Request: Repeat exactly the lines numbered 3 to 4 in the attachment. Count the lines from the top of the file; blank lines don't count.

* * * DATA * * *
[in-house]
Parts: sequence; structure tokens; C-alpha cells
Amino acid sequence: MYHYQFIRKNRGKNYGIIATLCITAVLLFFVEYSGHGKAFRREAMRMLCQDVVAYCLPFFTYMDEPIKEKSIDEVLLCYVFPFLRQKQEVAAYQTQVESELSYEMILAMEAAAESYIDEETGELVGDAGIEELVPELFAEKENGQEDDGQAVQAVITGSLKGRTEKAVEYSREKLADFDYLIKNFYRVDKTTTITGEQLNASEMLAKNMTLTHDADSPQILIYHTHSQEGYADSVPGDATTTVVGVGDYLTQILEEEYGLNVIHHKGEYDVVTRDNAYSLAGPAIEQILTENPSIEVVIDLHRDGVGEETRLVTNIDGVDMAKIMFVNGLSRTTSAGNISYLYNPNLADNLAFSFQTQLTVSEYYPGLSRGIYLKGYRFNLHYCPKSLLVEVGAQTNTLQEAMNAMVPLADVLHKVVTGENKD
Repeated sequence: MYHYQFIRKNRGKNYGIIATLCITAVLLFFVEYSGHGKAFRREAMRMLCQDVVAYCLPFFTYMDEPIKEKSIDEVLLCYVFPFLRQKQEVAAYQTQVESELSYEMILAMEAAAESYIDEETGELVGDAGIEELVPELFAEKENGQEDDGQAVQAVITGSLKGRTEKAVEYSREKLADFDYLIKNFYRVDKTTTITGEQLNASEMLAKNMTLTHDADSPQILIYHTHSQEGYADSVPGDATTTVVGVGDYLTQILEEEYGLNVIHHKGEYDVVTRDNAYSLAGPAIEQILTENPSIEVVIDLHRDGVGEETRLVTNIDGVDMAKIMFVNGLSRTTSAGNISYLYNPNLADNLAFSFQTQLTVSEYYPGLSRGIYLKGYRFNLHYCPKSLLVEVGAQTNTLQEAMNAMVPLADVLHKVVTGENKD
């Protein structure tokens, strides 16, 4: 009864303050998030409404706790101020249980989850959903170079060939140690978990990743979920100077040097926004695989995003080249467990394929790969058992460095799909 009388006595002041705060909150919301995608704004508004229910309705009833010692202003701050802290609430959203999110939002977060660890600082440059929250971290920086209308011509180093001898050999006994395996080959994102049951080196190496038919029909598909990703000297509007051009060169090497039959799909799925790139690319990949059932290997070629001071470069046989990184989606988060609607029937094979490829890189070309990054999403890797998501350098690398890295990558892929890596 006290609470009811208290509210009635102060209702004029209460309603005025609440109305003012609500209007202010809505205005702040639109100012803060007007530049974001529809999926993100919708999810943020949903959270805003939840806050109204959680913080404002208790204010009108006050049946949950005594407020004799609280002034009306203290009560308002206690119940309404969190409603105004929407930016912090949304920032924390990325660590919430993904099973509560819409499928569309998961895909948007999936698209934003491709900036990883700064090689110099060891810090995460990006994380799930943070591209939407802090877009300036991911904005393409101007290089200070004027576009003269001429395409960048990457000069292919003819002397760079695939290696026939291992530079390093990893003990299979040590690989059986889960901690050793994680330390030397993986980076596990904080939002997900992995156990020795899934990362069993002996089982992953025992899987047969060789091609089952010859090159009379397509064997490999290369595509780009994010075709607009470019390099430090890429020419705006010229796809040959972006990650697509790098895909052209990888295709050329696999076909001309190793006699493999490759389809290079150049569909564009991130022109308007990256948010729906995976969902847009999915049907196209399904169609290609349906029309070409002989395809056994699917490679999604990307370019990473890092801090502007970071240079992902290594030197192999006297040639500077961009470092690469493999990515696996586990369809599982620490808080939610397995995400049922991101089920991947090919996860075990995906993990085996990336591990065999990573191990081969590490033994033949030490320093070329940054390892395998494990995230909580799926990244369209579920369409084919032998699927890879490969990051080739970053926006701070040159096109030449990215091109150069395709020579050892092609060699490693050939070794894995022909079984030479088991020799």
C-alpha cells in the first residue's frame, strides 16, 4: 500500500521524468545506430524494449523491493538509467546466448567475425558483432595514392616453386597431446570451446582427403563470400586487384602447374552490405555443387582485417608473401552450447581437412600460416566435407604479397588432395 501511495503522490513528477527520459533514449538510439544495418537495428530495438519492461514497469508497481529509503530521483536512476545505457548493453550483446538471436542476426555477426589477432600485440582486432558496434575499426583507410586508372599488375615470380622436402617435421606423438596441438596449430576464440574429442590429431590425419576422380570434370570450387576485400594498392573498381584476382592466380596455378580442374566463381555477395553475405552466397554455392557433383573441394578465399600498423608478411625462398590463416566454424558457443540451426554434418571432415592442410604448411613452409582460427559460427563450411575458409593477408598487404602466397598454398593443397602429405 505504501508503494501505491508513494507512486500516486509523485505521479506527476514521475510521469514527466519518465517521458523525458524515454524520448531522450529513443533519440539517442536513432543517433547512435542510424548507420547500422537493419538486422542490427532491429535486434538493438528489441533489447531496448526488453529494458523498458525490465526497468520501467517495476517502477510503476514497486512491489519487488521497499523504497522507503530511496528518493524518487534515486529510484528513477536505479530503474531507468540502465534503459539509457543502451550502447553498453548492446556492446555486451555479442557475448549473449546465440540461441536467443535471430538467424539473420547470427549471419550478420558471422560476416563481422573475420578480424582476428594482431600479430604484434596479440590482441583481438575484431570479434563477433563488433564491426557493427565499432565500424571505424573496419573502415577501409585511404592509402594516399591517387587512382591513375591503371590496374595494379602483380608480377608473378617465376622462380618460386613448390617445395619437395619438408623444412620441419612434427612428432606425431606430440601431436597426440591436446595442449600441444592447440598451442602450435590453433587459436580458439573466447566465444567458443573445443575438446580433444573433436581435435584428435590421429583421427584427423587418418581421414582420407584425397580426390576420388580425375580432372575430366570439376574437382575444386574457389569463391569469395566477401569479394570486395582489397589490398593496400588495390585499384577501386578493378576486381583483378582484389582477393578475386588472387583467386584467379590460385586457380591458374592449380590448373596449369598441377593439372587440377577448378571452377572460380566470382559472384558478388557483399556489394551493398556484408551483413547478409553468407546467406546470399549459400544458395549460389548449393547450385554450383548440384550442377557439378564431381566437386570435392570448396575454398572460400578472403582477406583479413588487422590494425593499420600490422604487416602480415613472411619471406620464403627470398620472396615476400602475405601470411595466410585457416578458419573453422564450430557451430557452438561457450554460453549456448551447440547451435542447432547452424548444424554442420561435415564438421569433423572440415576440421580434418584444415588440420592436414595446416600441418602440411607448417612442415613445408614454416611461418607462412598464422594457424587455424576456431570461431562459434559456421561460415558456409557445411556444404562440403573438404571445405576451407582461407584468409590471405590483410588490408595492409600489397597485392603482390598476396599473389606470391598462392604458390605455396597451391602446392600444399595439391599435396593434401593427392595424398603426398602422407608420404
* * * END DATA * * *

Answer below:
Amino acid sequence: MYHYQFIRKNRGKNYGIIATLCITAVLLFFVEYSGHGKAFRREAMRMLCQDVVAYCLPFFTYMDEPIKEKSIDEVLLCYVFPFLRQKQEVAAYQTQVESELSYEMILAMEAAAESYIDEETGELVGDAGIEELVPELFAEKENGQEDDGQAVQAVITGSLKGRTEKAVEYSREKLADFDYLIKNFYRVDKTTTITGEQLNASEMLAKNMTLTHDADSPQILIYHTHSQEGYADSVPGDATTTVVGVGDYLTQILEEEYGLNVIHHKGEYDVVTRDNAYSLAGPAIEQILTENPSIEVVIDLHRDGVGEETRLVTNIDGVDMAKIMFVNGLSRTTSAGNISYLYNPNLADNLAFSFQTQLTVSEYYPGLSRGIYLKGYRFNLHYCPKSLLVEVGAQTNTLQEAMNAMVPLADVLHKVVTGENKD
Repeated sequence: MYHYQFIRKNRGKNYGIIATLCITAVLLFFVEYSGHGKAFRREAMRMLCQDVVAYCLPFFTYMDEPIKEKSIDEVLLCYVFPFLRQKQEVAAYQTQVESELSYEMILAMEAAAESYIDEETGELVGDAGIEELVPELFAEKENGQEDDGQAVQAVITGSLKGRTEKAVEYSREKLADFDYLIKNFYRVDKTTTITGEQLNASEMLAKNMTLTHDADSPQILIYHTHSQEGYADSVPGDATTTVVGVGDYLTQILEEEYGLNVIHHKGEYDVVTRDNAYSLAGPAIEQILTENPSIEVVIDLHRDGVGEETRLVTNIDGVDMAKIMFVNGLSRTTSAGNISYLYNPNLADNLAFSFQTQLTVSEYYPGLSRGIYLKGYRFNLHYCPKSLLVEVGAQTNTLQEAMNAMVPLADVLHKVVTGENKD